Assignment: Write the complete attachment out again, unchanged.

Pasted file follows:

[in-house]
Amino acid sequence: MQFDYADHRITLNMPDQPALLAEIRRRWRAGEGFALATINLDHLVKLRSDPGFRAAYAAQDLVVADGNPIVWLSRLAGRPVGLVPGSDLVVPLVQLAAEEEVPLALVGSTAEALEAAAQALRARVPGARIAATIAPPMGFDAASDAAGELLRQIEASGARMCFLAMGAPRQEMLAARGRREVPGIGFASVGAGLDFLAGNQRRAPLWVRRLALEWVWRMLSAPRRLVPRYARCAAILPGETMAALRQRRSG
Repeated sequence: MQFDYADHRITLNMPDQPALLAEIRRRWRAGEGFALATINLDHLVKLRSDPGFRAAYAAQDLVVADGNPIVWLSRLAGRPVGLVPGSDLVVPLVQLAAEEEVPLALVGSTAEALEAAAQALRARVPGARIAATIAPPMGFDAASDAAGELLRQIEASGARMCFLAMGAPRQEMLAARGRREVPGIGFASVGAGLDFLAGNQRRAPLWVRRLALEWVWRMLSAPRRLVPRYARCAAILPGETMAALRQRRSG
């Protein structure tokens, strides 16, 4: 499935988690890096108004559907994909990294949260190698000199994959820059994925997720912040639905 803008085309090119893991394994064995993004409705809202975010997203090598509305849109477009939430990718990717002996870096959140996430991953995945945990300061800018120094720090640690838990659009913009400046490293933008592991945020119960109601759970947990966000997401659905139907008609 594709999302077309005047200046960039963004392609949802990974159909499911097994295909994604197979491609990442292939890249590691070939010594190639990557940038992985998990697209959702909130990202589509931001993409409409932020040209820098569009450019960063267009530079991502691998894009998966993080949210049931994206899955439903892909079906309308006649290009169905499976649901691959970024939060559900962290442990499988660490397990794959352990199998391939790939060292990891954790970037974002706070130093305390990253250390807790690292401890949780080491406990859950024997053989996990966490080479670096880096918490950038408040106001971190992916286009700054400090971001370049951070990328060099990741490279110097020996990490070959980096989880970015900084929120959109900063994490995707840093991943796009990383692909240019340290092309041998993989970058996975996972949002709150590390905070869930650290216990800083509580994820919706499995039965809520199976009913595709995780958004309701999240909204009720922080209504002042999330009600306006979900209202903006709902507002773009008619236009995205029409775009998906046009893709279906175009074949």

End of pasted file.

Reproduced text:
[in-house]
Amino acid sequence: MQFDYADHRITLNMPDQPALLAEIRRRWRAGEGFALATINLDHLVKLRSDPGFRAAYAAQDLVVADGNPIVWLSRLAGRPVGLVPGSDLVVPLVQLAAEEEVPLALVGSTAEALEAAAQALRARVPGARIAATIAPPMGFDAASDAAGELLRQIEASGARMCFLAMGAPRQEMLAARGRREVPGIGFASVGAGLDFLAGNQRRAPLWVRRLALEWVWRMLSAPRRLVPRYARCAAILPGETMAALRQRRSG
Repeated sequence: MQFDYADHRITLNMPDQPALLAEIRRRWRAGEGFALATINLDHLVKLRSDPGFRAAYAAQDLVVADGNPIVWLSRLAGRPVGLVPGSDLVVPLVQLAAEEEVPLALVGSTAEALEAAAQALRARVPGARIAATIAPPMGFDAASDAAGELLRQIEASGARMCFLAMGAPRQEMLAARGRREVPGIGFASVGAGLDFLAGNQRRAPLWVRRLALEWVWRMLSAPRRLVPRYARCAAILPGETMAALRQRRSG
């Protein structure tokens, strides 16, 4: 499935988690890096108004559907994909990294949260190698000199994959820059994925997720912040639905 803008085309090119893991394994064995993004409705809202975010997203090598509305849109477009939430990718990717002996870096959140996430991953995945945990300061800018120094720090640690838990659009913009400046490293933008592991945020119960109601759970947990966000997401659905139907008609 594709999302077309005047200046960039963004392609949802990974159909499911097994295909994604197979491609990442292939890249590691070939010594190639990557940038992985998990697209959702909130990202589509931001993409409409932020040209820098569009450019960063267009530079991502691998894009998966993080949210049931994206899955439903892909079906309308006649290009169905499976649901691959970024939060559900962290442990499988660490397990794959352990199998391939790939060292990891954790970037974002706070130093305390990253250390807790690292401890949780080491406990859950024997053989996990966490080479670096880096918490950038408040106001971190992916286009700054400090971001370049951070990328060099990741490279110097020996990490070959980096989880970015900084929120959109900063994490995707840093991943796009990383692909240019340290092309041998993989970058996975996972949002709150590390905070869930650290216990800083509580994820919706499995039965809520199976009913595709995780958004309701999240909204009720922080209504002042999330009600306006979900209202903006709902507002773009008619236009995205029409775009998906046009893709279906175009074949």